When the Victorian Noise Compliance Code was updated in 2018, it raised the bar for WorkSafe expectations of noise assessments. Of particular note was the requirement to use dosimetry to measure personal sound exposure for mobile employees and in areas difficult or unsafe to use hand held sound level meters.
In the Code it discusses the need for personal noise dosimetry to be used for situations where employees are highly mobile (rotating jobs) or work in a varied workplace, to determine their individual noise exposure levels. The Code states that spot noise assessments or noise mapping on their own are not sufficient to complete a noise determination because in most cases it does not represent each employee’s actual exposure.
In the past, noise exposure levels were measured by hand for each task an operator conducted and then the exposure level was calculated based on the duration of the task. By completing this process for all tasks conducted over a full shift, the employees’ noise exposure level was determined and compared to the exposure standard to determine if the workplace noise was hazardous.
This technique wasn’t entirely precise as in reality it wasn’t practical to track each and every task of an operator. Besides, it is common for employees, for example forklift drivers, to operate on different tasks on different days. This would mean that the entire process of calculating the noise exposure levels would take hours and not always result in accurate exposure levels.
A more precise and effective approach to measure the noise exposure levels is by using personal noise dosimeters. These are noise monitoring devices which are placed on the shoulder of the operator and record noise levels over the course of the shift. Because it is placed close to the ear, it provides an accurate representation of the noise levels that operators are exposed to.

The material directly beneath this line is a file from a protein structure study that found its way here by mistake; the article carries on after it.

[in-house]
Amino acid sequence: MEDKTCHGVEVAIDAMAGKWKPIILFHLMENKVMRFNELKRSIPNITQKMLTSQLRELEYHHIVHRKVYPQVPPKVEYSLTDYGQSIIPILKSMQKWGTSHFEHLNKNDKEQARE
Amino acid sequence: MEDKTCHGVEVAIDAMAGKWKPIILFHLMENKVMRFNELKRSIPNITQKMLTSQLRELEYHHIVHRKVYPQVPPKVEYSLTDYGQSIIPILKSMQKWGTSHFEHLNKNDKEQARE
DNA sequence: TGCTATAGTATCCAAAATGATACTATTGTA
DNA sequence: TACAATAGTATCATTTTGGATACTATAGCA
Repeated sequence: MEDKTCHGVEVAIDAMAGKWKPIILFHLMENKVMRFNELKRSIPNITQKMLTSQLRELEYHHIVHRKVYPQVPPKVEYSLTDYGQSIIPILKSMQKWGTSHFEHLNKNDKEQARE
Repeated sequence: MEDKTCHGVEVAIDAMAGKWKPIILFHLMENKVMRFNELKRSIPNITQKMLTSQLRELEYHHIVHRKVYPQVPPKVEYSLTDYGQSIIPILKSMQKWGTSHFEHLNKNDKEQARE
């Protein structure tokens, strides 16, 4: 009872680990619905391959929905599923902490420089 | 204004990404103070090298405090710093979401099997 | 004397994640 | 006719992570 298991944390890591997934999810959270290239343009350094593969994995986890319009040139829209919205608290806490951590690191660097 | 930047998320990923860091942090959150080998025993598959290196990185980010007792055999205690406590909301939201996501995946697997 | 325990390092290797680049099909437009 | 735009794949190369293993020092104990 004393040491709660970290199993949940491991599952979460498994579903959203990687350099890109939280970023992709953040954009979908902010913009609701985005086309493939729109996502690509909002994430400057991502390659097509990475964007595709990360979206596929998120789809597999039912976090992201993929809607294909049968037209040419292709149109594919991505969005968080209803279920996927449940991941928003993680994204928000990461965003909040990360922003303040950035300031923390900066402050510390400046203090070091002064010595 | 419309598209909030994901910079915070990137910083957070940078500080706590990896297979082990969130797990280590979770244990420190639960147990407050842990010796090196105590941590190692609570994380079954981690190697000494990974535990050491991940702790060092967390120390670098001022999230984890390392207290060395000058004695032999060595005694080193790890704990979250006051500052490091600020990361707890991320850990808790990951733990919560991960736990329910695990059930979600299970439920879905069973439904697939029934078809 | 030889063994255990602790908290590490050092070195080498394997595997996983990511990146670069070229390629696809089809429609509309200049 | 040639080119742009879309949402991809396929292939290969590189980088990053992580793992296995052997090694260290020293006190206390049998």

The dosimeters measure and calculate the noise exposure level based on the time they are recording on the operator, therefore providing a highly accurate result of what noise levels employees are truly exposed to. Importantly, the dosimeters are not required to record audio, only the noise levels, so employee privacy is preserved. They are also small and light, so they do not interfere with employee tasks and productivity.
To demonstrate why dosimetry is so important when performing occupational noise assessments, here are examples of dosimetry data obtained from 4 different roles performed by Council workers. The overall noise exposure level for the entire shift is displayed at the top of each graph.
It can be seen that for the Ride On Mower result, if the assessment was conducted without dosimetry, we could expect a reasonably accurate result as levels are constant when mowing is performed. Conversely with the Cutting Logs results, it would be almost impossible to determine the exposure noise level without the use of dosimetry as the levels are so variable throughout the shift.
Interestingly, by comparing the Road Works and the Chipper results, we can see that short durations of very high noise levels (105 dB(A) for 20 minutes of the chipper) can result in much higher noise exposure level than those where employees are exposed to high noise levels for long durations (85 to 90 dB(A) for 8 hours of the road works).
The Compliance Code requirements are consistent with JTA’s long held philosophy and our approach on how Occupational Noise Assessments should be conducted.
Even prior to the updated code, we believed that dosimetry was essential to accurately determine worker exposure levels when engaged in multiple tasks with different noise sources, single tasks with complex noise profiles, tasks with exposures approaching the standard, and tasks which are difficult to assess with only a sound level meter.
In order to ensure that we provide the most accurate assessments in accordance with the new code, we have incorporated new, state of the art dosimetry equipment into our regular noise assessments. These new dosimeters can do all of the functions standard dosimeters can but with some valuable extra capabilities such as recording octave band data, high vibration levels, statistical noise levels etc. while being intrinsically safe.
Incorporating this new equipment into our standard assessments allows you to rest assured that your noise assessments are fully compliant and that your workers’ safety is assured.